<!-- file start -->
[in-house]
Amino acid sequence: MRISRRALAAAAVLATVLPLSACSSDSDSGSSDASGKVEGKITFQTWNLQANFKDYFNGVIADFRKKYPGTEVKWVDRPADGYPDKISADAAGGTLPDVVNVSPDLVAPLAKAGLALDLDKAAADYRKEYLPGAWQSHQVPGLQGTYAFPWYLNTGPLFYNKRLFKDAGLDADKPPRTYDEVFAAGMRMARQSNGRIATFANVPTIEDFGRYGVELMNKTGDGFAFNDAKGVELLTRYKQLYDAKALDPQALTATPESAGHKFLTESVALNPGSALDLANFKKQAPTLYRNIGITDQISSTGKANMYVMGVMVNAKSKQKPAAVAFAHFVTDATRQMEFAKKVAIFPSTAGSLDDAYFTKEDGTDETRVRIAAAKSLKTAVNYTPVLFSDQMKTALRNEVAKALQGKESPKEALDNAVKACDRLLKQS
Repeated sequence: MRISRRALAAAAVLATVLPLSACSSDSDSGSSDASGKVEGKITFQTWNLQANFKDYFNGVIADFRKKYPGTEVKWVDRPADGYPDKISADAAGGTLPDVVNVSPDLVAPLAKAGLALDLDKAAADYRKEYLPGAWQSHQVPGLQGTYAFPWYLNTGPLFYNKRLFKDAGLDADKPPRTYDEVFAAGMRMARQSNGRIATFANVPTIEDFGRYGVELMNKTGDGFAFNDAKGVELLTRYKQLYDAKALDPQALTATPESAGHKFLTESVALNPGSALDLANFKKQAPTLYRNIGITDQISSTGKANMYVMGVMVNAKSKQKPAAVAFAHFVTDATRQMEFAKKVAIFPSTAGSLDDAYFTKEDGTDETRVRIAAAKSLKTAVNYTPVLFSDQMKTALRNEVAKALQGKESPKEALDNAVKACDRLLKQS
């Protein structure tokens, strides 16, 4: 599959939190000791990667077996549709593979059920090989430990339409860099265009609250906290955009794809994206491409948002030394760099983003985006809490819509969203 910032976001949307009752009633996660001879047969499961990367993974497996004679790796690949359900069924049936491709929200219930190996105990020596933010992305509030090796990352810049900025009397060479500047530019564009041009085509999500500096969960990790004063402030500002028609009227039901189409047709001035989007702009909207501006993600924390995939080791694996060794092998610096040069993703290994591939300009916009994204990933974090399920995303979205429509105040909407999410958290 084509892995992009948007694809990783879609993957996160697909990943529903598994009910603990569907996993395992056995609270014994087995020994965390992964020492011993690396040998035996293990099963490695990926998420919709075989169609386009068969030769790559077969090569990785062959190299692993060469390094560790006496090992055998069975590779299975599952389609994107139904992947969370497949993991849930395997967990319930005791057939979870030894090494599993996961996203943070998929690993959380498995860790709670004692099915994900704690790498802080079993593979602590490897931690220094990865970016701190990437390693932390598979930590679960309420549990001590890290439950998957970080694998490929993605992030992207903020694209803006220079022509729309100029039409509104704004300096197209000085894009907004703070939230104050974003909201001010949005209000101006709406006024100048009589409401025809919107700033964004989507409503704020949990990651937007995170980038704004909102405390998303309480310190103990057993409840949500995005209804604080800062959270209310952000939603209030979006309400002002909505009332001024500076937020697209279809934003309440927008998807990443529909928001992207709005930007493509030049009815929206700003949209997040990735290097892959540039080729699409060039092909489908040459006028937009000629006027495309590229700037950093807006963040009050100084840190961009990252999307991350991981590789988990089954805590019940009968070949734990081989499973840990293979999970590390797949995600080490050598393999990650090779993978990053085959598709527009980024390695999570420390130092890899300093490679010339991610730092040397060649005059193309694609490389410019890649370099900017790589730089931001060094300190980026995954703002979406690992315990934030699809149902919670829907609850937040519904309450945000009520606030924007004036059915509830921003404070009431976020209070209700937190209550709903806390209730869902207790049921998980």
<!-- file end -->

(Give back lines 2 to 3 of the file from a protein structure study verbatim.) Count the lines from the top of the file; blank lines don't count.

Amino acid sequence: MRISRRALAAAAVLATVLPLSACSSDSDSGSSDASGKVEGKITFQTWNLQANFKDYFNGVIADFRKKYPGTEVKWVDRPADGYPDKISADAAGGTLPDVVNVSPDLVAPLAKAGLALDLDKAAADYRKEYLPGAWQSHQVPGLQGTYAFPWYLNTGPLFYNKRLFKDAGLDADKPPRTYDEVFAAGMRMARQSNGRIATFANVPTIEDFGRYGVELMNKTGDGFAFNDAKGVELLTRYKQLYDAKALDPQALTATPESAGHKFLTESVALNPGSALDLANFKKQAPTLYRNIGITDQISSTGKANMYVMGVMVNAKSKQKPAAVAFAHFVTDATRQMEFAKKVAIFPSTAGSLDDAYFTKEDGTDETRVRIAAAKSLKTAVNYTPVLFSDQMKTALRNEVAKALQGKESPKEALDNAVKACDRLLKQS
Repeated sequence: MRISRRALAAAAVLATVLPLSACSSDSDSGSSDASGKVEGKITFQTWNLQANFKDYFNGVIADFRKKYPGTEVKWVDRPADGYPDKISADAAGGTLPDVVNVSPDLVAPLAKAGLALDLDKAAADYRKEYLPGAWQSHQVPGLQGTYAFPWYLNTGPLFYNKRLFKDAGLDADKPPRTYDEVFAAGMRMARQSNGRIATFANVPTIEDFGRYGVELMNKTGDGFAFNDAKGVELLTRYKQLYDAKALDPQALTATPESAGHKFLTESVALNPGSALDLANFKKQAPTLYRNIGITDQISSTGKANMYVMGVMVNAKSKQKPAAVAFAHFVTDATRQMEFAKKVAIFPSTAGSLDDAYFTKEDGTDETRVRIAAAKSLKTAVNYTPVLFSDQMKTALRNEVAKALQGKESPKEALDNAVKACDRLLKQS